Jeanette McFarlane is hoping to help grow better people.
The former outdoor education instructor for the Mansfield Outdoor Centre has created a real-life experience program called Dufferin Sustainable Educational Experiential Development School (SEEDS) Learning Farm, which looks to teach local children about the environment, food, and agriculture.
“I really wanted to do something for my community, where I live. I want a community of great people and that means positively affecting children’s lives and wanting them to grow up to make good decision for the place they live and for the people they care about,” said McFarlane. “Dufferin SEEDS connects kids to the earth. A learning farm that strives to help grown better people.”
In early spring, McFarlane was approached by Joan VanDuzen, owner of the 100-acre Mansfield Heritage Farm, about creating an on-farm experiential agricultural program for children.
“As an educator, I’m always looking for ways to continue learning and getting kids outside. In this day and age, we are spending way too much time indoors, and it’s time to get kids back outdoors,” said McFarlane. “So here was this opportunity where someone wants to give kids the chance to come to a farm, and give access that perhaps they won’t [have] with school, and the changing landscape of education.”
McFarlane noted the programs opportunity to reintroduce hands-on experience with food literacy ahead of Bill 126, if passed. Bill 126, Food Literacy for Students Act is currently in the Ontario Legislature and would require all school boards to provide curriculum in experiential food literacy and healthy eating for grades 1 through grade 12.
After further research, McFarlane developed a proposal for a pilot of the program which she said was to see if the community and parents were wanting agricultural experiences for their children.
The SEEDS pilot program had 25 children from ages four to twelve participate and saw them plant potatoes, make butter and ice cream, learn about soil health, and the value of land.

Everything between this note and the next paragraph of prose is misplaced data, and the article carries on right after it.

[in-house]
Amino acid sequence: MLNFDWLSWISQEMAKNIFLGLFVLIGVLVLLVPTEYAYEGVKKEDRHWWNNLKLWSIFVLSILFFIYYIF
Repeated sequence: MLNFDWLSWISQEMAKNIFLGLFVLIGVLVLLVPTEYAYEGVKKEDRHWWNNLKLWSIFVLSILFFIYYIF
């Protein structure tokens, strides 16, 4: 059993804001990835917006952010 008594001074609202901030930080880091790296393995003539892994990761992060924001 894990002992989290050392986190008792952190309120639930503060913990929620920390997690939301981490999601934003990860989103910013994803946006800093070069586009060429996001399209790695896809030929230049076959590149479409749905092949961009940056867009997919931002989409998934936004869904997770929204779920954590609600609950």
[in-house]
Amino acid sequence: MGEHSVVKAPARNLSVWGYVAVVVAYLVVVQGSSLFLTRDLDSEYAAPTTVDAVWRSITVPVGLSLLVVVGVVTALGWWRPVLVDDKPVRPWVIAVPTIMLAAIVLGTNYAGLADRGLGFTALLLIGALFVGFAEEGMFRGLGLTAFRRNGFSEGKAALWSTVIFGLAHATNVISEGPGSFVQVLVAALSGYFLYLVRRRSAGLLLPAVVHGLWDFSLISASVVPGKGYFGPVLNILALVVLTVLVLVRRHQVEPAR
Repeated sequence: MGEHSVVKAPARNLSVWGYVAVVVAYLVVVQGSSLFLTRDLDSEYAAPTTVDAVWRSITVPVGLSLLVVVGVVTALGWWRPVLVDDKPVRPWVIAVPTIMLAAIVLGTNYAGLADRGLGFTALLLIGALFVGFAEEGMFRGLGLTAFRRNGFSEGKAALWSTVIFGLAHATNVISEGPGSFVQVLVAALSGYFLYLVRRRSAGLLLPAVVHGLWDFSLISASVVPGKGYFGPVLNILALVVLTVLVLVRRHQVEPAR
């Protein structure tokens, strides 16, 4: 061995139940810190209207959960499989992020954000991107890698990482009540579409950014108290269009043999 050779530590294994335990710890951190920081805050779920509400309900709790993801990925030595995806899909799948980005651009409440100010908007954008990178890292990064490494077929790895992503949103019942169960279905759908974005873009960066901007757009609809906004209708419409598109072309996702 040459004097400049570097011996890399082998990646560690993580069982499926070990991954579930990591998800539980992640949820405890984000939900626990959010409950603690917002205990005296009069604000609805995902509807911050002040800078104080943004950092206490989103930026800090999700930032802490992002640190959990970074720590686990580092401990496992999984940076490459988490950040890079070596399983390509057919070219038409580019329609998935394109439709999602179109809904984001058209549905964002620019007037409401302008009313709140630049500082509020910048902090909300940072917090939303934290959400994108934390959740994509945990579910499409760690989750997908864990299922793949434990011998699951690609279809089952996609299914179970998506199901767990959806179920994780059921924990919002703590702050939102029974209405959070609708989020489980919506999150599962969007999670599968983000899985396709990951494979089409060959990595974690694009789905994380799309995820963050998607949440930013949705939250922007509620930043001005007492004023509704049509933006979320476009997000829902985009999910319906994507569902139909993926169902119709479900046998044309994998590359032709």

“We focus on food, where your food comes from, the value of food and land because a lot of times people just think to go to the grocery store, but they don’t realize what that does from an environmental standpoint. Appreciating how much work goes into getting a dozen eggs, into growing potatoes, beans, lettuce, carrots and all that stuff builds a better or healthier relationship for kids and their food,” said McFarlane.
Speaking to the community response to the pilot program, McFarlane noted, “The response was tremendous. People definitely want this experience for their kids and these experiences really make an impact at a young age, on a person’s life. We want them to be positive experiences so that they go in turn and grow into better people.”
While the pilot program was held earlier this month, Dufferin SEEDS Learning Farm will be officially launching the on-farm program come September.
McFarlane said the specific curriculum for the program is still in the works but will likely be tied to the season.
“There is a time period in September and October which is great for harvesting, storage of food and preparation, and looking at that in tandem with animals, the wildlife and the fall migration/hibernation.”
The Dufferin SEEDS Learning Farm will primarily be focused for elementary age children between the ages of five to 12.
Paula Brown, Local Journalism Initiative Reporter, Shelburne Free Press